“Now we…” Paul is clearly transitioning to the application of all of this symbolism. He first affirms “as Isaac was” we “are children of promise… born according to the Spirit.” What Paul means by this is that our spiritual birth, like Isaac’s physical one, was entirely miraculous - a work of God’s Spirit in our lives - independent of our involvement - and one that only requires barrenness (death) in the receiver (illustrated by Sarah).

Notice what Paul says next (and this is where he starts bringing everything together)“But, as he was born according to the flesh (Ishmael) then persecuted him who was born according to the Spirit (Isaac), even so it is now.” Here’s Paul’s point… 

The flesh (what is born in our lives through the law) will never get along with the Spirit (what is born in our lives through God’s grace). Understand, there are two ways to apply what Paul’s saying: One corporately and the other personally. 

It’s as true in Paul’s day as it is in ours that religious people don’t get along with those who are walking in the freedom of God’s grace. It’s simply a truth that favor over performance makes any performer furious and hostile towards the favored. In this instance Paul is clear that Ishmael (what the flesh produces) was hostile towards Isaac (what the spirit gave).

And yet, there is a more apt application that should hit each of us personally… Your flesh (your attempts to fulfill God’s work in your life) will be in constant tension with God’s Spirit (God supernaturally fulfilling His work in your life). You see Paul is waging a war against legalism because he knows it feeds our flesh leaving no room for God’s Spirit.

Galatians 4:30-31, “Nevertheless what does the Scripture say? ‘Cast out the bondwoman and her son, for the son of the bondwoman shall not be heir with the son of the freewoman.’ So then, we are not children of the bondwoman but of the free.”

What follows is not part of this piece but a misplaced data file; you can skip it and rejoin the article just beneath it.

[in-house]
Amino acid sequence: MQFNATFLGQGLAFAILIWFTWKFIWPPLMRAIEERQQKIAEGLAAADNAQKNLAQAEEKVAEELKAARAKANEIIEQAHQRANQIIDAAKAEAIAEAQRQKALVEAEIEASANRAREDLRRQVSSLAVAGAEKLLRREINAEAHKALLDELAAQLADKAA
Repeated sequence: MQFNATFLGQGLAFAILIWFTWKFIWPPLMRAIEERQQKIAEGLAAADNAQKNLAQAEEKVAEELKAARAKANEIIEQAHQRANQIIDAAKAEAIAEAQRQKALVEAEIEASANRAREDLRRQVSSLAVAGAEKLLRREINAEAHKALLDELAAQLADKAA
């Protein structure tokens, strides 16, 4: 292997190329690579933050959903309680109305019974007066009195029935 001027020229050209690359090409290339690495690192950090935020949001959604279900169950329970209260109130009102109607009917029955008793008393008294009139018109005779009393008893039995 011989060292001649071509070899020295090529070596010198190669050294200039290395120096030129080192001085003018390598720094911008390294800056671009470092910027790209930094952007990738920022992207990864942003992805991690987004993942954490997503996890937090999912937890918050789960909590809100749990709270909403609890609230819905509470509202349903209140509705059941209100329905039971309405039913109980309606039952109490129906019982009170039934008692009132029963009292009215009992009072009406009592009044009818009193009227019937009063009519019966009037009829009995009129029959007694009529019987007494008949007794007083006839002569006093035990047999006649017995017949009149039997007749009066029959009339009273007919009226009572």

Explain the story behind Genesis 21:10… 

Paul says these things represent the reality that because Ishmael and Isaac, law and grace, flesh and spirit cannot coexist without strife and constant tension we must “cast out the bondwoman and her son.” As soon as Isaac was born it was essential Ishmael be “cast out.” 

Please understand… If you’re feeling “burned out” or your Christian experience lacks joy, the problem is that you’ve slipped into a form of legalism and aren’t walking in God’s grace! 

Instead of dying to self and trusting that God will work His plan in your life supernaturally through His Spirit by His grace, like these Galatians, you’ve stepped out in your flesh by looking for a natural remedy to yield the same spiritual result. 

And yet, what makes this experience so frustrating is that, as Abraham illustrates, the flesh can only birth the flesh, the natural more natural, sin what is sinful, bondage further bondage. 

Friend, you need to know this morning that it is only through the Spirit that the spirit can be born anew… Only an eternal being can bring forth eternal life… It is only via a supernatural mechanism that a supernatural result can be attained… Only God can birth Godliness… Only those born into freedom can truly be free!

Today, many find themselves frustrated because legalism not only births an imitation of the life God has promised, but that this imitation leaves no room for the genuine. When it comes to being a righteous person and doing the right things you can either rely on self (you don’t need God’s help) or rely on His-Spirit (He doesn’t need mine), but you cannot rely on both! 

Understand, the product of God’s grace cannot live with the product of your flesh. If you attempt to manage this unholy union you will burn out in a hurry! The flesh and God’s Spirit cannot occupy the same heart. One must go for the other to flourish. Now the question remains… How do we “cast out” the flesh? Paul will answer this question in chapter 5.